Addiction A-Z

Marijuana Tax Law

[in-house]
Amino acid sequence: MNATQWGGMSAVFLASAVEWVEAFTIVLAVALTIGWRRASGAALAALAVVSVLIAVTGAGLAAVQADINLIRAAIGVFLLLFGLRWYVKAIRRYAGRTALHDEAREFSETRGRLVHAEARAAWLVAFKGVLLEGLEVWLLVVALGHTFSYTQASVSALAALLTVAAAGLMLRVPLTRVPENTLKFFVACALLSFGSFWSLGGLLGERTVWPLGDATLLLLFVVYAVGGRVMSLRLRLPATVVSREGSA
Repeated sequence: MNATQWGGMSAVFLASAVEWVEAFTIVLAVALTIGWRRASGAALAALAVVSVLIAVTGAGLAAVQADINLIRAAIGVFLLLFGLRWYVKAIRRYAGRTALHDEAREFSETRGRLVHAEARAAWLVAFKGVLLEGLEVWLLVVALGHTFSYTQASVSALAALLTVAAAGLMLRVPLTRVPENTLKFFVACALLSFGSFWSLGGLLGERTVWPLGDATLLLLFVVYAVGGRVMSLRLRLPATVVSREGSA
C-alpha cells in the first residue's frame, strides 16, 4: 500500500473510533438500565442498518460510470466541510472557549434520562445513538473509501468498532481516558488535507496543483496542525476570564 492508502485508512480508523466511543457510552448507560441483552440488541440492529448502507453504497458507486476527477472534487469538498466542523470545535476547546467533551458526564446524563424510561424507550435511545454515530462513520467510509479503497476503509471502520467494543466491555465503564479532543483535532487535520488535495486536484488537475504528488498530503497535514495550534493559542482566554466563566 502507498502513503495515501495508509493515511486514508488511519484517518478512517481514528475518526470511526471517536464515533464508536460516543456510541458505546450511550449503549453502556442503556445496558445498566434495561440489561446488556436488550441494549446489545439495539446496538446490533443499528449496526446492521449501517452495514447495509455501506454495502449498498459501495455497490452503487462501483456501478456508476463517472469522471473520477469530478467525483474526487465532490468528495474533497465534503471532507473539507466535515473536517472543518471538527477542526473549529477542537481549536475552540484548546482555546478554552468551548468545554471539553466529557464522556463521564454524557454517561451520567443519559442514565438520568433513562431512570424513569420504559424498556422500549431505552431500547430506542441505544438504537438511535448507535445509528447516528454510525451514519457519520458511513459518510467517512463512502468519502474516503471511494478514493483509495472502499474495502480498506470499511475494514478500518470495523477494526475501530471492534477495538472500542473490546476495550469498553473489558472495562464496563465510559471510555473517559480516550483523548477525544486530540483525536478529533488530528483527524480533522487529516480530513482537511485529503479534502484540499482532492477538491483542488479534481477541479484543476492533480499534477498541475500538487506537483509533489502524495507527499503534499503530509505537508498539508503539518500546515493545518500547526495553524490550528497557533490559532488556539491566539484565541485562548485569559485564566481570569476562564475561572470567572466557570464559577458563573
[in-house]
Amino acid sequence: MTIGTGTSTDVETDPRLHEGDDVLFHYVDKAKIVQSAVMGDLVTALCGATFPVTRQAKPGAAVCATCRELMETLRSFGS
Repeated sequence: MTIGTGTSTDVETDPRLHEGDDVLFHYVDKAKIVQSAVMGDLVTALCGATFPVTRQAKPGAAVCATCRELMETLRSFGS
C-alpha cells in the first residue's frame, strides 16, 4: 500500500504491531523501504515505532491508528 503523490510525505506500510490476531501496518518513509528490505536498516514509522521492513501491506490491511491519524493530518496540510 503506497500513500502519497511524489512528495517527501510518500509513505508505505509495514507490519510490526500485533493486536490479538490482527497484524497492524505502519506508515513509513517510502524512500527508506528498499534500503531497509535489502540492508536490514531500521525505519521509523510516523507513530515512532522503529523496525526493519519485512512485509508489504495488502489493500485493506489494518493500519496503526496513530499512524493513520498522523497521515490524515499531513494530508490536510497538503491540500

The Marijuana Tax Law was a bill passed in Congress on August 2, 1937, over the objections of the American Medical Association. This law required anyone who was dealing commercially in marijuana, hemp or cannabis to pay a tax, and penalties for not doing that included fines up to $2,000 and five years in prison. The law came out of concerns raised by the Federal Bureau of Narcotics that too many Americans were increasingly smoking marijuana. The tax law did not, however, criminalize the possession or use of marijuana, hemp or cannabis. The AMA objected because doctors and pharmacists had to pay the tax if they prescribed cannabis to patients, and because the bill had been done in secret. The Marijuana Tax Act of 1937 (or Marihuana, as it was spelled officially) was replaced by the rules of the Comprehensive Drug Abuse Prevention and Control Act of 1970 that designated marijuana as a controlled substance that is illegal to sell, use or possess.

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